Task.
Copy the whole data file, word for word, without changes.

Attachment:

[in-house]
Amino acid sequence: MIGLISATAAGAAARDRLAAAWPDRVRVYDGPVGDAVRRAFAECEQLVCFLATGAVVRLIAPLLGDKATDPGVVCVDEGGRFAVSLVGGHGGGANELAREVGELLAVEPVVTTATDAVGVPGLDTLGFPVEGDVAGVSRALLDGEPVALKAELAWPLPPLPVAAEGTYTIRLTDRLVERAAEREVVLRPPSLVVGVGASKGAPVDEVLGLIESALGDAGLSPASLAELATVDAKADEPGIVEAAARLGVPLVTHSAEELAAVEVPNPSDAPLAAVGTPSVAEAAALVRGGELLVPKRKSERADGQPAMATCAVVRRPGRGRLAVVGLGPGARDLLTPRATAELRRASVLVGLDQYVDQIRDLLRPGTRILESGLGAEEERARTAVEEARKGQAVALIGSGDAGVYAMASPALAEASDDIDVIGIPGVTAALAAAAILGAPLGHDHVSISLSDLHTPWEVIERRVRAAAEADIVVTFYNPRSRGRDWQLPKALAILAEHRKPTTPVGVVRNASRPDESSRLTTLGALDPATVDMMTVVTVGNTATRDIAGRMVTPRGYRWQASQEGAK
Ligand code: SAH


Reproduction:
[in-house]
Amino acid sequence: MIGLISATAAGAAARDRLAAAWPDRVRVYDGPVGDAVRRAFAECEQLVCFLATGAVVRLIAPLLGDKATDPGVVCVDEGGRFAVSLVGGHGGGANELAREVGELLAVEPVVTTATDAVGVPGLDTLGFPVEGDVAGVSRALLDGEPVALKAELAWPLPPLPVAAEGTYTIRLTDRLVERAAEREVVLRPPSLVVGVGASKGAPVDEVLGLIESALGDAGLSPASLAELATVDAKADEPGIVEAAARLGVPLVTHSAEELAAVEVPNPSDAPLAAVGTPSVAEAAALVRGGELLVPKRKSERADGQPAMATCAVVRRPGRGRLAVVGLGPGARDLLTPRATAELRRASVLVGLDQYVDQIRDLLRPGTRILESGLGAEEERARTAVEEARKGQAVALIGSGDAGVYAMASPALAEASDDIDVIGIPGVTAALAAAAILGAPLGHDHVSISLSDLHTPWEVIERRVRAAAEADIVVTFYNPRSRGRDWQLPKALAILAEHRKPTTPVGVVRNASRPDESSRLTTLGALDPATVDMMTVVTVGNTATRDIAGRMVTPRGYRWQASQEGAK
Ligand code: SAH